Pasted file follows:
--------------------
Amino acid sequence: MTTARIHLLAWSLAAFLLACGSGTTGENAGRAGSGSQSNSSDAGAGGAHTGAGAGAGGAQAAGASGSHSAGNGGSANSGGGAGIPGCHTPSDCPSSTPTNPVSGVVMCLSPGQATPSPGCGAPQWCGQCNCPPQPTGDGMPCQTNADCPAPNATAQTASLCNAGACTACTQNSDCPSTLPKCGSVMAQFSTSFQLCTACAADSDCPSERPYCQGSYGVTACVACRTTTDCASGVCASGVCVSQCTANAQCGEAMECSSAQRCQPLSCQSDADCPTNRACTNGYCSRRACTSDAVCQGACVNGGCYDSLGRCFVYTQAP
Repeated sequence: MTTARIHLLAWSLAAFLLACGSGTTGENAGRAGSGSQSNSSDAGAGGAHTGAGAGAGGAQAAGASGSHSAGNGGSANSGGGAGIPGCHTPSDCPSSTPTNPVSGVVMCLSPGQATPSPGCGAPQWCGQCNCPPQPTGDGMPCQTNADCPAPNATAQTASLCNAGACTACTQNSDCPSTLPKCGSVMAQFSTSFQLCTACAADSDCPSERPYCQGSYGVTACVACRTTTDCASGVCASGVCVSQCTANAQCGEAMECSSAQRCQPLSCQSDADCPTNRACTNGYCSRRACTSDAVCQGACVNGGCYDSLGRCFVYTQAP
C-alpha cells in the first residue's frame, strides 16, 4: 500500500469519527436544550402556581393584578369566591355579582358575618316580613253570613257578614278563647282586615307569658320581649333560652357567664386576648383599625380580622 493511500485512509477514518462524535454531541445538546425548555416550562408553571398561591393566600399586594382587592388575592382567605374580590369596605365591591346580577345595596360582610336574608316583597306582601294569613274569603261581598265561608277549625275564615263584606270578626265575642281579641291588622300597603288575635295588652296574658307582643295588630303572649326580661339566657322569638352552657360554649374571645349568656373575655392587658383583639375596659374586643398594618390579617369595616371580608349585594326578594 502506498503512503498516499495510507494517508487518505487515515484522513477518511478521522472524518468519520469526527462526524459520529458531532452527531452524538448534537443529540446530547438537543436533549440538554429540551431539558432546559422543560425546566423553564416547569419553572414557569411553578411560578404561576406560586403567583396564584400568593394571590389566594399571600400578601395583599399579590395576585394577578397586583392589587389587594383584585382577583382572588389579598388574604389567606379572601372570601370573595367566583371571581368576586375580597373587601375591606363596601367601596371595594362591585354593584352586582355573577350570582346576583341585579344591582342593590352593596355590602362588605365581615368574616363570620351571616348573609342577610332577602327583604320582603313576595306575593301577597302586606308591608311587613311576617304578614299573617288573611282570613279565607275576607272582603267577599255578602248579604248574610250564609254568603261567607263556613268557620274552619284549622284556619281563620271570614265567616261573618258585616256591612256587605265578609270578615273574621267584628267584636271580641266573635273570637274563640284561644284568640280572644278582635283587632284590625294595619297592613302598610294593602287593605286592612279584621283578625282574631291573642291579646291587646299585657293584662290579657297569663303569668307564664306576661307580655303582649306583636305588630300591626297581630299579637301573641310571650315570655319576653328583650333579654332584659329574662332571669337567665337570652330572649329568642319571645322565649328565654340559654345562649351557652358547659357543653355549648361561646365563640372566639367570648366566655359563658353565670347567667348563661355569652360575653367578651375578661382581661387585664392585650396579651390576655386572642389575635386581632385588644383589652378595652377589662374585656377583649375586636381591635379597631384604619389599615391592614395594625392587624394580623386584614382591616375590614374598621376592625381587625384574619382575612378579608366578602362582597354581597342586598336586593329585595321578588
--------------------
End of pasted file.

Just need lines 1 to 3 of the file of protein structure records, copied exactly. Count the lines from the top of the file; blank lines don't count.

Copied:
Amino acid sequence: MTTARIHLLAWSLAAFLLACGSGTTGENAGRAGSGSQSNSSDAGAGGAHTGAGAGAGGAQAAGASGSHSAGNGGSANSGGGAGIPGCHTPSDCPSSTPTNPVSGVVMCLSPGQATPSPGCGAPQWCGQCNCPPQPTGDGMPCQTNADCPAPNATAQTASLCNAGACTACTQNSDCPSTLPKCGSVMAQFSTSFQLCTACAADSDCPSERPYCQGSYGVTACVACRTTTDCASGVCASGVCVSQCTANAQCGEAMECSSAQRCQPLSCQSDADCPTNRACTNGYCSRRACTSDAVCQGACVNGGCYDSLGRCFVYTQAP
Repeated sequence: MTTARIHLLAWSLAAFLLACGSGTTGENAGRAGSGSQSNSSDAGAGGAHTGAGAGAGGAQAAGASGSHSAGNGGSANSGGGAGIPGCHTPSDCPSSTPTNPVSGVVMCLSPGQATPSPGCGAPQWCGQCNCPPQPTGDGMPCQTNADCPAPNATAQTASLCNAGACTACTQNSDCPSTLPKCGSVMAQFSTSFQLCTACAADSDCPSERPYCQGSYGVTACVACRTTTDCASGVCASGVCVSQCTANAQCGEAMECSSAQRCQPLSCQSDADCPTNRACTNGYCSRRACTSDAVCQGACVNGGCYDSLGRCFVYTQAP
C-alpha cells in the first residue's frame, strides 16, 4: 500500500469519527436544550402556581393584578369566591355579582358575618316580613253570613257578614278563647282586615307569658320581649333560652357567664386576648383599625380580622 493511500485512509477514518462524535454531541445538546425548555416550562408553571398561591393566600399586594382587592388575592382567605374580590369596605365591591346580577345595596360582610336574608316583597306582601294569613274569603261581598265561608277549625275564615263584606270578626265575642281579641291588622300597603288575635295588652296574658307582643295588630303572649326580661339566657322569638352552657360554649374571645349568656373575655392587658383583639375596659374586643398594618390579617369595616371580608349585594326578594 502506498503512503498516499495510507494517508487518505487515515484522513477518511478521522472524518468519520469526527462526524459520529458531532452527531452524538448534537443529540446530547438537543436533549440538554429540551431539558432546559422543560425546566423553564416547569419553572414557569411553578411560578404561576406560586403567583396564584400568593394571590389566594399571600400578601395583599399579590395576585394577578397586583392589587389587594383584585382577583382572588389579598388574604389567606379572601372570601370573595367566583371571581368576586375580597373587601375591606363596601367601596371595594362591585354593584352586582355573577350570582346576583341585579344591582342593590352593596355590602362588605365581615368574616363570620351571616348573609342577610332577602327583604320582603313576595306575593301577597302586606308591608311587613311576617304578614299573617288573611282570613279565607275576607272582603267577599255578602248579604248574610250564609254568603261567607263556613268557620274552619284549622284556619281563620271570614265567616261573618258585616256591612256587605265578609270578615273574621267584628267584636271580641266573635273570637274563640284561644284568640280572644278582635283587632284590625294595619297592613302598610294593602287593605286592612279584621283578625282574631291573642291579646291587646299585657293584662290579657297569663303569668307564664306576661307580655303582649306583636305588630300591626297581630299579637301573641310571650315570655319576653328583650333579654332584659329574662332571669337567665337570652330572649329568642319571645322565649328565654340559654345562649351557652358547659357543653355549648361561646365563640372566639367570648366566655359563658353565670347567667348563661355569652360575653367578651375578661382581661387585664392585650396579651390576655386572642389575635386581632385588644383589652378595652377589662374585656377583649375586636381591635379597631384604619389599615391592614395594625392587624394580623386584614382591616375590614374598621376592625381587625384574619382575612378579608366578602362582597354581597342586598336586593329585595321578588